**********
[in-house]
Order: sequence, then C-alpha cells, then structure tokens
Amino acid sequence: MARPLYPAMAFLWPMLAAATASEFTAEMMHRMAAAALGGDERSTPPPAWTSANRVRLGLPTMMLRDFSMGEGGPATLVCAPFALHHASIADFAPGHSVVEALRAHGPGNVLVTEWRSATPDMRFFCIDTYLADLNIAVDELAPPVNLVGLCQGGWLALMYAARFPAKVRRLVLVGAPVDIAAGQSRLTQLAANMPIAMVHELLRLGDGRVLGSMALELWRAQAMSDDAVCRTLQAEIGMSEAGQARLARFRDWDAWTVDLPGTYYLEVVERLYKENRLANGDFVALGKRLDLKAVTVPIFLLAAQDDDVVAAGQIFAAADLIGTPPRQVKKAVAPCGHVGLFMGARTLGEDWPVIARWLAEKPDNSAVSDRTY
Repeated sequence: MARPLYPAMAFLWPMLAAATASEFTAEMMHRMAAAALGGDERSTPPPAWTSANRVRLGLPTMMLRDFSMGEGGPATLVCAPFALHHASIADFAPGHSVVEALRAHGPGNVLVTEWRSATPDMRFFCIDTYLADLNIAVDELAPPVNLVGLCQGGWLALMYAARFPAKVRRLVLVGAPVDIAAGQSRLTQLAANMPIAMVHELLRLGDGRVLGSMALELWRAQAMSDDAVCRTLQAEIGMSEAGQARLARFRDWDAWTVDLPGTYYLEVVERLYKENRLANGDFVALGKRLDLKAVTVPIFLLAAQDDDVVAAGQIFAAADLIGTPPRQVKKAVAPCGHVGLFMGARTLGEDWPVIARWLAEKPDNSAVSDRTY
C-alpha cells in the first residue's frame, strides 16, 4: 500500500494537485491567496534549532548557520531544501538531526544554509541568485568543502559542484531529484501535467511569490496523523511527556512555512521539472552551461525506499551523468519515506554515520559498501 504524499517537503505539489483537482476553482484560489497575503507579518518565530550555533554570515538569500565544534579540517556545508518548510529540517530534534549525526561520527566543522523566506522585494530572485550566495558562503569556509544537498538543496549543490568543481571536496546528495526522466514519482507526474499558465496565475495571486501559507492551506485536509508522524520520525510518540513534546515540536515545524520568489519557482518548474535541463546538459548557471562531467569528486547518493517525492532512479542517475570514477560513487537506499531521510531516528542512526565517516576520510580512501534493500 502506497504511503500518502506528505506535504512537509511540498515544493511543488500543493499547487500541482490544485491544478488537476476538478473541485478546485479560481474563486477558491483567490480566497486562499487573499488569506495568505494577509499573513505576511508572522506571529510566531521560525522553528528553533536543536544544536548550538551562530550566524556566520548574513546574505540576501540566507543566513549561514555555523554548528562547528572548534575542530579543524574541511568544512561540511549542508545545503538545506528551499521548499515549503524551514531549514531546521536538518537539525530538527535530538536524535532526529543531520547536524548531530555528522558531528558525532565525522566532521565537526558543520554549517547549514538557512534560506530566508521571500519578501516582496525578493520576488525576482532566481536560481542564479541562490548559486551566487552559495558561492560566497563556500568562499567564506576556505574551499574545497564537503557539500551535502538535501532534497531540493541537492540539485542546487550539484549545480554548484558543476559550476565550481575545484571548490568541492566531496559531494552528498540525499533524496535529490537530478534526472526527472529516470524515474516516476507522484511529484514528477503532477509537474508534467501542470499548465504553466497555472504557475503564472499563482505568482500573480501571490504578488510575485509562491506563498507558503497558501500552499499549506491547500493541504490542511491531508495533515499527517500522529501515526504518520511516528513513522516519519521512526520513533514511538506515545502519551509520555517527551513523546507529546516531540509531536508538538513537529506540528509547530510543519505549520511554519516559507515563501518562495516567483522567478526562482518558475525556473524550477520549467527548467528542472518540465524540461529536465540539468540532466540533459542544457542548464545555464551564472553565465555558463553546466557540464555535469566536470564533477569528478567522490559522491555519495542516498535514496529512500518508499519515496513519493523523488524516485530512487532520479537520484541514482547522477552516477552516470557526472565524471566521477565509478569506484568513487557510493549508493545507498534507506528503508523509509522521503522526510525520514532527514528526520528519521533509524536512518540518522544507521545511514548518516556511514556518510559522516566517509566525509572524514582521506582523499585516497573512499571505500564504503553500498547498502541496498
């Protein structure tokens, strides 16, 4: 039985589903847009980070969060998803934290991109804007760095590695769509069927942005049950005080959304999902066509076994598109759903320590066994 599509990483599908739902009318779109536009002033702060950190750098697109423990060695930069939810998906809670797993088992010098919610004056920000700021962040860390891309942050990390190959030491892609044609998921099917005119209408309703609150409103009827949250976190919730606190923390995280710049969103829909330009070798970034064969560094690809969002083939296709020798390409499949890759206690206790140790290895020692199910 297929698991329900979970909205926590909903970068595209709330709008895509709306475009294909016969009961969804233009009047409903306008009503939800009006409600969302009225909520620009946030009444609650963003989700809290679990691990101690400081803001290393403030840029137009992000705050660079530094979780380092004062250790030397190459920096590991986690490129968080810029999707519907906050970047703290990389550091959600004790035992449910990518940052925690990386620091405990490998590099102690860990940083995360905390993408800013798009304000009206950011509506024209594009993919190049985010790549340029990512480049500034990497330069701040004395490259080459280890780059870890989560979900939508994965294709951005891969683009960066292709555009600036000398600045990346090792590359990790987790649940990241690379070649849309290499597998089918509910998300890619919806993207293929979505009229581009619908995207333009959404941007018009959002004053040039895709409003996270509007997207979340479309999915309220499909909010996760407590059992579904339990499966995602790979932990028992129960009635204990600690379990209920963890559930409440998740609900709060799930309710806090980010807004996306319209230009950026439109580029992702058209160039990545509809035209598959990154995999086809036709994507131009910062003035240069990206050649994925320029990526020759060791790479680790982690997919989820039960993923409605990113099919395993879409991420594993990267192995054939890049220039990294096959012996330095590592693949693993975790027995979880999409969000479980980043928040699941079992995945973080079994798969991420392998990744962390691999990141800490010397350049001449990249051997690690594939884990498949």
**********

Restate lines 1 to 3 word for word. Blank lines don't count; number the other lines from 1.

[in-house]
Order: sequence, then C-alpha cells, then structure tokens
Amino acid sequence: MARPLYPAMAFLWPMLAAATASEFTAEMMHRMAAAALGGDERSTPPPAWTSANRVRLGLPTMMLRDFSMGEGGPATLVCAPFALHHASIADFAPGHSVVEALRAHGPGNVLVTEWRSATPDMRFFCIDTYLADLNIAVDELAPPVNLVGLCQGGWLALMYAARFPAKVRRLVLVGAPVDIAAGQSRLTQLAANMPIAMVHELLRLGDGRVLGSMALELWRAQAMSDDAVCRTLQAEIGMSEAGQARLARFRDWDAWTVDLPGTYYLEVVERLYKENRLANGDFVALGKRLDLKAVTVPIFLLAAQDDDVVAAGQIFAAADLIGTPPRQVKKAVAPCGHVGLFMGARTLGEDWPVIARWLAEKPDNSAVSDRTY